Disadvantaged Implementation Strategy


Effective implementation of the Disadvantaged Policy

This implementation plan details the expectations and requirements of staff at The Gateway Primary Free School/Tilbury Pioneer Academy so that The Gateway Learning Community’s (GLC) ‘Disadvantaged policy’ is fully embedded to ensure maximum impact. 

The aim of the Disadvantaged Policy is to accelerate the progress of ‘disadvantaged’ young people (pupils in receipt of pupil premium funding)

Policy Rationale:

Across the GLC there are high proportions of young people who are deemed to be ‘disadvantaged’. (Add exact number for each school)

Although some do progress well, historic data suggests that the majority do not make sufficient progress and year on year fall further behind their peers. This potentially, perpetuates the cycle of disadvantage.

Policy Aim

The policy is focussed on addressing this to ensure that all disadvantaged pupils, including the more able and those with SEND, make accelerated progress over time, addressing any learning deficits, in order to achieve their academic potential and attain in-line with ‘other pupils’ nationally. Whilst the barriers to progress will vary from pupil to pupil, common barriers that must be addressed of gaps in skills, knowledge and understanding can be addressed include the following:

- Difficulties decoding age-appropriate words and reading for meaning;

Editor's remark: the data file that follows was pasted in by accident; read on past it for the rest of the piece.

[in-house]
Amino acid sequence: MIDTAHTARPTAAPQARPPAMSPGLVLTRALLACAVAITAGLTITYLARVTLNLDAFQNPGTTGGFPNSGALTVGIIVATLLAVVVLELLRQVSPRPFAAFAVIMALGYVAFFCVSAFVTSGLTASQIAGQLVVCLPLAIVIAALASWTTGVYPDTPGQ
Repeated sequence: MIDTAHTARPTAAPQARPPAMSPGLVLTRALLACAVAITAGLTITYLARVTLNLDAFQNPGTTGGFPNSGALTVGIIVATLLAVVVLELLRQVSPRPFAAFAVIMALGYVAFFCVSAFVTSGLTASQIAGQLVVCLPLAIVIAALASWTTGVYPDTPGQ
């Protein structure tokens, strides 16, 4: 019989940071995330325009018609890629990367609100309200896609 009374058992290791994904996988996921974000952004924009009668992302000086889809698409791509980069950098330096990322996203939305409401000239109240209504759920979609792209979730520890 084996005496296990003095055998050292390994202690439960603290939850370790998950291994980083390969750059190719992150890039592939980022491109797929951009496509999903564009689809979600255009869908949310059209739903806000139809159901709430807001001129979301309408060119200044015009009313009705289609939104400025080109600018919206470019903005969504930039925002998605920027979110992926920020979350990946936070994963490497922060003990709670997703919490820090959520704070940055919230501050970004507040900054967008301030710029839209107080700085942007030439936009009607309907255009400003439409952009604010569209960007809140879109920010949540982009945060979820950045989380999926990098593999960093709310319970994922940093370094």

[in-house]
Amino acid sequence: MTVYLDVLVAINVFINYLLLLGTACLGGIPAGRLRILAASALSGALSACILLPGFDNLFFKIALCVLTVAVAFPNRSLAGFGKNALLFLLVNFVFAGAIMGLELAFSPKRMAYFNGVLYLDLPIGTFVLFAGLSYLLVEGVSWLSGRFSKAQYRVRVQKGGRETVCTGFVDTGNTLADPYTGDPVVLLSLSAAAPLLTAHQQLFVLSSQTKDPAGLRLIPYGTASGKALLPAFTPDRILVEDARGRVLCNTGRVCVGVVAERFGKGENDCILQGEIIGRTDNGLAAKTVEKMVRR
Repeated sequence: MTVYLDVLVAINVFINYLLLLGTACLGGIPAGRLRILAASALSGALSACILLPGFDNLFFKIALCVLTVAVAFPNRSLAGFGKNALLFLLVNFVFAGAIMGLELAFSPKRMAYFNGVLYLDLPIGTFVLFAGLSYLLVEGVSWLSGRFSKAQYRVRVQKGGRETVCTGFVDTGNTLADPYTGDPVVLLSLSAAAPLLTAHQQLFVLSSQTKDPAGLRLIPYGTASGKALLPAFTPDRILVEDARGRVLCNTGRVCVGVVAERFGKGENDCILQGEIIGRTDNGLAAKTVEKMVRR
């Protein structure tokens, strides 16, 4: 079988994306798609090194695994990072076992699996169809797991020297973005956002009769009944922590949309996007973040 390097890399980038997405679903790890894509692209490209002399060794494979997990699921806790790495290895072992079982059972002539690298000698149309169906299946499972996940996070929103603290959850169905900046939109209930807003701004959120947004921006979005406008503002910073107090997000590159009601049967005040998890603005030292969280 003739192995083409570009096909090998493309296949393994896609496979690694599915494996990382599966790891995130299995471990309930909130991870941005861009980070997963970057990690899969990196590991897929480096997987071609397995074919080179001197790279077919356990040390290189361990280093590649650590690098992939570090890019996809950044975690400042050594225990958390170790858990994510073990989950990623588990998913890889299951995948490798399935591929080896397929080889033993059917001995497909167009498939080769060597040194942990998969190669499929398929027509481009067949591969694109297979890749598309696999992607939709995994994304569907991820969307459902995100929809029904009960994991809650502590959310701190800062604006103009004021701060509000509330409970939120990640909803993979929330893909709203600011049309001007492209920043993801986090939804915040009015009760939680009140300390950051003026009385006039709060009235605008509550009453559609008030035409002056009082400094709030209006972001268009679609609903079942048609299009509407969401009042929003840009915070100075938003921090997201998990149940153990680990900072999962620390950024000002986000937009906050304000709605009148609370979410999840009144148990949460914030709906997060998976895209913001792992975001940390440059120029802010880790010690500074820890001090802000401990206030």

- Letter and number formation that is incorrect and a barrier to fluent writing;

- Poor number knowledge which hampers basic mathematical operations;

- Poor attendance;

- Poor attitude to learning and work ethic;

- A lack of aspiration.


Additionally, this policy aims to mobilize all staff, parents, governors etc to raise our expectations of all underachieving young people; to provide each with effective and tailored help; to universally and genuinely believe that they can achieve at least in-line with their peers nationally, and then to demand that they do so.


Outcomes - The identification of underperforming disadvantaged pupils

  • We forensically track the progress and attainment of all disadvantaged pupils based on prior attainment (Evidence: Prior attainment/target grids in each year group) and set ambitious targets (Evidence: Progress overtime grid)
  • We forensically track the progress of basic skills (Reading fluency/Number Bonds/Times tables, etc) and identify where these are a barrier to disadvantaged pupils making accelerated progress (Evidence: Data dashboard)
  • We ask ourselves the question ‘why is progress slow?’ for disadvantaged pupils; using question level analysis to identify gaps in learning (Evidence: Progress meeting notes/Data and Assessment staff meeting)
  • We strategically intervene with universal (in-class) strategies and targeted intervention (see above) to accelerate progress ensuring all agreed actions are implemented with rigour and consistency (Evidence: Half termly progress meeting notes for each year group/Core team meeting notes)
  • We maintain a current and comprehensive profile of disadvantaged pupils so that all adults are aware of their potential barriers to learning and so that targeted strategies can be tracked and evaluated for impact (Evidence: Universal provision map)


Potential barriers to Progress and Learning


  • We provide disadvantaged young people and their parents with the opportunity to tell teachers and/or the inclusion team about any factor that may prevent them/their child from being emotionally stable and ready to learn in the form of the ‘I wish my teacher/my child’s teacher knew…’  activity, with responses added to the universal provision map (Evidence: I wish my teacher knew…’ box in each class and the universal provision

 map on J2E)